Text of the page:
'Sides, one thing they can do (and are doing) to control this is with cable modems. I have AOL/TW's cable modem service. They charge $44.95/mo unless you have at least what they call their 'extended basic' package, which costs $39.95/mo. Otherwise, the price is $89.95/mo for the cable modem by itself.

      • Actually, in the case of AOL/TW, you are required to have digital cable in order to have HBO, because they simply don't offer HBO on their analog cable.

        BS! In Columbus, OH where I live, if your on Time Warner, if your on BASIC service (which is Analog) you can get 3 channels of HBO for price of one. For Digital subscribers, you can get 14 HBO's for the price of one. Doesn't do me any good cuz I'd never watch HBO any way.
      • Actually, I believe that the $44 vs the $89 is to combat cable piracy. It was discovered a while back (prolly been exploited for a couple years now) that all you need to do is splice the cable to your modem, just as you would to split signals between tv sets, and viola... free cable TV. So, if you don't get cable tv from us, we're going to charge you for it anyway. That way, we don't care if you're splitting it off for free TV.
  • Pipe Dream (Score:4, Insightful)

    by Anonymous Coward on Thursday November 07, 2002 @12:00PM (#4616936)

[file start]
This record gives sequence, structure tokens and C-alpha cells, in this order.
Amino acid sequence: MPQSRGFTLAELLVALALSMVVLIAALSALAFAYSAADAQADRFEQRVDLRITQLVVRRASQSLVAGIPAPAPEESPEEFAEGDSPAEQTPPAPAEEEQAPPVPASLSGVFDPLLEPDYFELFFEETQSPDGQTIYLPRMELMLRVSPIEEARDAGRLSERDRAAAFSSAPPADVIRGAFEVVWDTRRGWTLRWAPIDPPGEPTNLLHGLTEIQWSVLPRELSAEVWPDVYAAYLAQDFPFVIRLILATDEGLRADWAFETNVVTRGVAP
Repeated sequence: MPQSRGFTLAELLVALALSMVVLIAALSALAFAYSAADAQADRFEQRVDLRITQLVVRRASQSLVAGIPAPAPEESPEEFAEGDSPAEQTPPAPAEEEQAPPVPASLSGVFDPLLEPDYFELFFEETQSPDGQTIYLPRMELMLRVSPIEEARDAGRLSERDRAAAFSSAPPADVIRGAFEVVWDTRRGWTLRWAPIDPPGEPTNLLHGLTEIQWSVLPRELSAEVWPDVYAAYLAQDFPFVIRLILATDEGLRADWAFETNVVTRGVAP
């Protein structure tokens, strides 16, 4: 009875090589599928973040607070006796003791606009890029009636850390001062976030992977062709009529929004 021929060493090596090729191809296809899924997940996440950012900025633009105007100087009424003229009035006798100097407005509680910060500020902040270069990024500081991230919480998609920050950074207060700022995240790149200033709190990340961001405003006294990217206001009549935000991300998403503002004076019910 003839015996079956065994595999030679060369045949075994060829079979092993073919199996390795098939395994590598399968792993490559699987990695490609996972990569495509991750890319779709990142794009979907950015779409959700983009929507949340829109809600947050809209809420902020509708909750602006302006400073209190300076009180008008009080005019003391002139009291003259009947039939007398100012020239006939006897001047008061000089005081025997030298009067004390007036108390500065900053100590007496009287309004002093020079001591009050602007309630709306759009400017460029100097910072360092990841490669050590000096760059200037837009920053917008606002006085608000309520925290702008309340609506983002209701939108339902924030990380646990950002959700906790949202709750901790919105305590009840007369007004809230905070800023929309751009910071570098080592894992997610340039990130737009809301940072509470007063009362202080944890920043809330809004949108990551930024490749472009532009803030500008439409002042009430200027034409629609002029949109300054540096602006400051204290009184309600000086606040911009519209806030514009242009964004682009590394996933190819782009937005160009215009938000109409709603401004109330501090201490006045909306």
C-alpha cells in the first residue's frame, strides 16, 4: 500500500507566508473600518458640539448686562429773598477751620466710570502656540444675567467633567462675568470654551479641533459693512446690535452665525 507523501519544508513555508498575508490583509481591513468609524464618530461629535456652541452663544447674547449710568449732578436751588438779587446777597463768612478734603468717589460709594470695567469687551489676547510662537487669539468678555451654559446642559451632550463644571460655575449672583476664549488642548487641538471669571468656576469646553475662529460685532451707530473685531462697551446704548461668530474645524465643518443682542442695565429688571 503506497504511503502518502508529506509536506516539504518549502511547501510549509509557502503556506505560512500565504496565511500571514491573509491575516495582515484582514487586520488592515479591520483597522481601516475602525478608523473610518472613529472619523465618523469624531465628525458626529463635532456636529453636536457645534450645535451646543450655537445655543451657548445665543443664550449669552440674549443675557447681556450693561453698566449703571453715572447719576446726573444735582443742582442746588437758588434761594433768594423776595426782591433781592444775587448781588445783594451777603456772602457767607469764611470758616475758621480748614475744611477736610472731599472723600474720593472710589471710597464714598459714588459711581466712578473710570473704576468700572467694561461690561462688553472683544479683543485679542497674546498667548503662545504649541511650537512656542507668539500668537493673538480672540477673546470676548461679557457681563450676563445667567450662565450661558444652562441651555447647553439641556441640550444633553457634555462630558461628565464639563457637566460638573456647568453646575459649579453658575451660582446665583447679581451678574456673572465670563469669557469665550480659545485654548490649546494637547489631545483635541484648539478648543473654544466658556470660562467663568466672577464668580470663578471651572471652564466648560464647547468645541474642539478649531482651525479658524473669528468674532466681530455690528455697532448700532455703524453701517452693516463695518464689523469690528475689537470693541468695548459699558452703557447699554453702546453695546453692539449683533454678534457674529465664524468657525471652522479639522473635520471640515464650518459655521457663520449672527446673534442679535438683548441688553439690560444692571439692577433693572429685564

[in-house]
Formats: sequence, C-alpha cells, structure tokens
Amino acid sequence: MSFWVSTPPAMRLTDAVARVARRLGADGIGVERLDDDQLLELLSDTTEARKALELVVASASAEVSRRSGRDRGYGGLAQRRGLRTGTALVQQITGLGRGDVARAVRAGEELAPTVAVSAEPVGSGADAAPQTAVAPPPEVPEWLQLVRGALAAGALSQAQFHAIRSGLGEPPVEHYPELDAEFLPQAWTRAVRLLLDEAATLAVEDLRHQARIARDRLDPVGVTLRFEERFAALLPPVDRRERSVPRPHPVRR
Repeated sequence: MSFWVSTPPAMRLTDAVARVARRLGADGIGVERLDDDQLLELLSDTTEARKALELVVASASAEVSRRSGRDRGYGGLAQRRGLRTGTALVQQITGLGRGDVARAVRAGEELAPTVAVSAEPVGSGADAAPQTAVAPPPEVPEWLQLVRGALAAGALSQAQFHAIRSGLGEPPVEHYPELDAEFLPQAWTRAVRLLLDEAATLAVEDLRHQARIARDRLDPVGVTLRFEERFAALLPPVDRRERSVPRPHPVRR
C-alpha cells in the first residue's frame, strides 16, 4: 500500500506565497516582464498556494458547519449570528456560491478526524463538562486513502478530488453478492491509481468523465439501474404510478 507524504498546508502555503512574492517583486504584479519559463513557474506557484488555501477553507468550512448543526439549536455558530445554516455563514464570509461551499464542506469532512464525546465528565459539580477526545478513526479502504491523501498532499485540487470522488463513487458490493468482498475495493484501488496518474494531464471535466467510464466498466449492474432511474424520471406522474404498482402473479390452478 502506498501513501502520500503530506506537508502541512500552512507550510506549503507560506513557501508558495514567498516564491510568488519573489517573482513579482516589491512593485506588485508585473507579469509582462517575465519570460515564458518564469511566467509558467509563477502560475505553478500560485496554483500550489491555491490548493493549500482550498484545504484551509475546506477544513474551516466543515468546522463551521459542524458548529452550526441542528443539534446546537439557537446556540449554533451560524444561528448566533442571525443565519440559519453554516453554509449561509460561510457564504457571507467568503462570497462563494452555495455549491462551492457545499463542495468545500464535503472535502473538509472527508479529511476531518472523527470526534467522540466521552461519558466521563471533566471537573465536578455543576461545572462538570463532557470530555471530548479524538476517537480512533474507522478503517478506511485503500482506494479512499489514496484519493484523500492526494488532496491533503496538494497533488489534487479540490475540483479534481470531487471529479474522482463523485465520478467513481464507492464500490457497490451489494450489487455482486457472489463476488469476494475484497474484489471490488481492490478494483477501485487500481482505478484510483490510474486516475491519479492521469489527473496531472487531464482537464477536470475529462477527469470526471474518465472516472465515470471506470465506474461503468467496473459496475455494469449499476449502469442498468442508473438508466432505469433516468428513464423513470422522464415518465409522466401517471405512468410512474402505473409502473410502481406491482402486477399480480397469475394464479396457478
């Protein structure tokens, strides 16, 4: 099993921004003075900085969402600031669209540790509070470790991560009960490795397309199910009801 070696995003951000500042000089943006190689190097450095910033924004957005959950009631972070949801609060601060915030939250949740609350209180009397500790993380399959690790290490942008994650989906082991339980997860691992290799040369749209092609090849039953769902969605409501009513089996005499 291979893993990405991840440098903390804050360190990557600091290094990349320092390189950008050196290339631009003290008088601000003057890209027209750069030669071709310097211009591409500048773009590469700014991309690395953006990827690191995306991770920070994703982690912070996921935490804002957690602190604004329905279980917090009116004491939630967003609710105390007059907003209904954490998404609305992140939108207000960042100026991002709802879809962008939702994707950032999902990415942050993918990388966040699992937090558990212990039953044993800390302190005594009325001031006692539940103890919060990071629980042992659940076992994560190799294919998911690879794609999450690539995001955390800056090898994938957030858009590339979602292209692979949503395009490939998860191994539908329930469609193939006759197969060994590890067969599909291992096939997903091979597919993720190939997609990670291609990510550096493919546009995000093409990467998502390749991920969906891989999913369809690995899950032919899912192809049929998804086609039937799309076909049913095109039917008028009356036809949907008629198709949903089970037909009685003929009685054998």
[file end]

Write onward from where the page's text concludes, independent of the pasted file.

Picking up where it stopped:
This can't be true. I mean, who's going to explicitly ask for the three religious channels, the channel where they talk about hot rods, and that one that's just a bad radio station? These things get bundled for a reason.
    • You would be surprised. I know people at every level of our local cable co (I also know the business, but can't work there...those goddamn anti-nepotism laws don't seem to bother the OTHER execs, dad) and was surprised to discover that when they introduced a set of digital "ala carte" channels from asia that they were soon outselling HBO -- to the point that they were offering the telesales guys some pretty cool prizes to trade in their commissions on that channel. My friend got a bitchin' Toshiba 7.1 receiver out of the deal.

      As for digital radio...I was at a party last weekend where that relatively benign phenomenon became the star attraction. The CD player was broken, you see, so we all fought over the remote, forcing people to listen to power ballads or progressive rock. It was more fun that it sounds in retrospect.

      These things get bundled for a reason, and it's that everybody has different tastes.
    • I'd ask for some of those. Personally I really like the Music Choice stations, and SpeedVision. After all, I'd much rather watch some down and dirty rally racing than the left turns in an oval that is NASCAR.
    • These things get bundled for a reason.

      As a welfare programme for arts graduates ?
  • by plasmd (447667) on Thursday November 07, 2002 @12:01PM (#4616949)
    If you read the article... it's only talking about getting premium channels individually. So you can get just one nightly dose of Skinemax, w/o paying for cinemax 2, 3 and 4.

    Doesn't apply to basic cable.
    • by Jobe_br (27348) <[moc.liamg] [ta] [hturdb]> on Thursday November 07, 2002 @12:15PM (#4617071)